High School Muslimah Making a Difference

Kaity Assaf is a determined 17-year-old student who made a formal proposal to the New Jersey Board of Education to adopt Muslim Holidays (Eid-Ul-Fitr and Eid-Ul-Adha) as school holidays. That means time off. And she had hundreds of signatures from the public to support her in addition to encouragement from her mother, peers and teachers. Having grown up in Paterson, NJ, myself, I also discovered that that was not the only thing we had in common. During my interview with Kaity, I saw so much of myself in her as a high school student with big dreams, already put into action with passion, tenaciousness and a great support system. Let´s meet this inspiring teen:

R.What encouraged you to present to the Board of Education, the idea of proclaiming the two Muslim holidays (Eid-Ul-Fitr and Eid-Ul-Adha) as school holidays?

K.When Eid came this year, my teacher mentioned that we had homework and a quiz on Eid and I felt that it was unfair. Also, some teachers and students were clueless regarding the issue. So I went home and discussed this issue with my mom. I told her that I felt sad that we don’t have the right as American Muslims to declare Eid off. My school does consider giving us an ” excused absence” if we did not come to school on Eid however, it isn’t enough,” I told my mom, ” How would others feel if they had to come to school on Christmas or teachers having to attend work that day?” So the next day while I was in my computer literacy class, I was discussing the issue with my friend and she said,” Why don’t you make and print petitions?” I loved the idea and I did, which is how it all started.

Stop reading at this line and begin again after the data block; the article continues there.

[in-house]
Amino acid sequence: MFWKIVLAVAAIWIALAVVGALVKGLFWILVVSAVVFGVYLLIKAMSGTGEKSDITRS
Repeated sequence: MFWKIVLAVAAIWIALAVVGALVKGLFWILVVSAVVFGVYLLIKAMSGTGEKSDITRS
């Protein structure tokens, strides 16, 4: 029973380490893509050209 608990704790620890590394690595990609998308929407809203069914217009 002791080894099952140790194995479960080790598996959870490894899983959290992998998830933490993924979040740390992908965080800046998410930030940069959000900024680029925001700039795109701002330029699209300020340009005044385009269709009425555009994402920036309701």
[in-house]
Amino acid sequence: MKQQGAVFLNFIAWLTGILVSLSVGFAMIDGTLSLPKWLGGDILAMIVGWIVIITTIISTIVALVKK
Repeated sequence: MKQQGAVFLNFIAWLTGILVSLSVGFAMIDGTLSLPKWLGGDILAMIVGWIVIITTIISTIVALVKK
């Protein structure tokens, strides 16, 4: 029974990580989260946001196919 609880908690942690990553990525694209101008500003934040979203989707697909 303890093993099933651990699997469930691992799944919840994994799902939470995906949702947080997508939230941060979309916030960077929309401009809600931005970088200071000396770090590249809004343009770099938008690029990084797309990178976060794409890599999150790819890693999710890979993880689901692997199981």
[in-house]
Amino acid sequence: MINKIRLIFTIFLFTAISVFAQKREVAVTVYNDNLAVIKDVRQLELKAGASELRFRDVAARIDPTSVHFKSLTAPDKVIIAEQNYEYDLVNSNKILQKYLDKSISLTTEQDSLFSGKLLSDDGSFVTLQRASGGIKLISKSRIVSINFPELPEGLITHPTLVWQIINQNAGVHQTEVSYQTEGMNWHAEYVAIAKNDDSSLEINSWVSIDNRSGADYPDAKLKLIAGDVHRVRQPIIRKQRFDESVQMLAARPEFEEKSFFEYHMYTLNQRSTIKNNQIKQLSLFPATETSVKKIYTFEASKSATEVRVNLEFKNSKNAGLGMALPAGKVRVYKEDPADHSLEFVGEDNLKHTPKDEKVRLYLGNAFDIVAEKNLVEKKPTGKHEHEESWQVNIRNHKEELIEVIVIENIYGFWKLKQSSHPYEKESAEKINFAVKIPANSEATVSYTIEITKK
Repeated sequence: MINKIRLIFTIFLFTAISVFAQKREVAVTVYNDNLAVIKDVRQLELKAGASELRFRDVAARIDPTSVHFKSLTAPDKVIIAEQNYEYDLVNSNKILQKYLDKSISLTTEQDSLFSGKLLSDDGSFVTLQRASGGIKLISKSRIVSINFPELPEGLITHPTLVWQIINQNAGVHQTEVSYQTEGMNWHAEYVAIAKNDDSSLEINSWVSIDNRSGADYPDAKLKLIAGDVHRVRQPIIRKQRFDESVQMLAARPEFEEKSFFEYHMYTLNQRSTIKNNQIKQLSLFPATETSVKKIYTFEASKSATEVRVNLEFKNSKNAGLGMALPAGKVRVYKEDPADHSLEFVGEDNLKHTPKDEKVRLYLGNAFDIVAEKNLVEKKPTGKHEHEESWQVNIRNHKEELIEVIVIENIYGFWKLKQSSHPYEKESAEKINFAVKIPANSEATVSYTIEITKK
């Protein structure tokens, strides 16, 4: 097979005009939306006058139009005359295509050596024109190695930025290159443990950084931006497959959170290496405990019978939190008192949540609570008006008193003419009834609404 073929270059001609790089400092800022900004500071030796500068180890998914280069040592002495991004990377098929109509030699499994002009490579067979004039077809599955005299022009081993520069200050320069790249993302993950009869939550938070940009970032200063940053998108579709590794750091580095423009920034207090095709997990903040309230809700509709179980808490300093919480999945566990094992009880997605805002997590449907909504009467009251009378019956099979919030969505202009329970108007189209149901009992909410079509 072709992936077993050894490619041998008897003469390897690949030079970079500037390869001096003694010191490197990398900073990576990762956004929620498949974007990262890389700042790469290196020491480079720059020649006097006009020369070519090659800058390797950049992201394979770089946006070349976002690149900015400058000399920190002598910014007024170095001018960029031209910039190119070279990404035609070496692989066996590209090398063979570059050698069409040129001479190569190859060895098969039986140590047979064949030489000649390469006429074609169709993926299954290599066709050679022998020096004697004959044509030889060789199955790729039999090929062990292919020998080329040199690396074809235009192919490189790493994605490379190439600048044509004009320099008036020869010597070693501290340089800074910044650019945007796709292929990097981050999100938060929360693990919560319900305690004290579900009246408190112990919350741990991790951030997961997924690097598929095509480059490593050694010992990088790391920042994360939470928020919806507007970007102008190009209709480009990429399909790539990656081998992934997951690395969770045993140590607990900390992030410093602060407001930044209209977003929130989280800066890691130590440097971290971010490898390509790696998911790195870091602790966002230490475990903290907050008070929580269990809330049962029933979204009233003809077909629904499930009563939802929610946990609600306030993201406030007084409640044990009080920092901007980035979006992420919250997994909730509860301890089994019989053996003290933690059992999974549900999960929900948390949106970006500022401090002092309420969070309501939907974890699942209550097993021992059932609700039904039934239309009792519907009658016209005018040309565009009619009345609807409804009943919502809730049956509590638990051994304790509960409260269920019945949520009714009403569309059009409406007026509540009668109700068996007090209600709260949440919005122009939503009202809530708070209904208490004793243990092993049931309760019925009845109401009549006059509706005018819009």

R.How did it feel when you went in to present the idea to the Board? Were you nervous?

K.I was completely nervous. I stayed in my school library that day printing out copies of petitions and reciting what I wrote. I stayed in the library from 2:00 p.m. to 6:45 p.m. Then, I went to the BOE (Board of Education). When I arrived there and sat down, I felt my face getting red and I couldn’t stay still. When it was my turn to go up, I blanked out. However, I calmed myself down and started my speech after I handed out the copies of the petition for each Board member. I stuttered at the beginning, but then, I regained my confidence especially when I looked at Mom,  saw satisfaction in the faces of the Board members and I reminded myself that I am here for an important cause.

R.If the board does not approve, what do you plan on doing next?

K.I will keep on attending the meetings and bring up this issue to the BOE and provide more evidence on why Eid is important and should be declared a public holiday in Clifton, NJ.

R.You told The Herald News, “I’m looking into being a lawyer and maybe a future judge some day.” Why law?

K.Law specifically because it all began when I was enrolled in a law program at Eastside High School in Paterson, NJ. I was to write an opening statement on the case that was assigned. Lawyers came to us twice per week and trained us as if we were real lawyers. Towards the end of the year, I went to the court in Newark and presented my part. After the trial was over, the judge told me, “That was a mark of a real lawyer.” He really inspired me. He even came up to me while I was eating lunch at the court and insisted that I would be an amazing lawyer so I know deep down that I will be successful in that field. Take a look at the article: http://www.northjersey.com/news/paterson-students-shine-in-mock-trial-program-1.1017847

R.Are your parents or guardians encouraging?

K.My mom is my role model. She’s my everything. She always stands by my side with every project I am involved in. If it weren’t for her in my life, my life would be colorless.

R.What do you like to do for fun during your free time?

K.Books, books, books! I love to read books. When I read a new book, its like a new adventure in Wonderland! I am also obsessed with following the news daily, especially politics.

R.What is your favorite subject in school?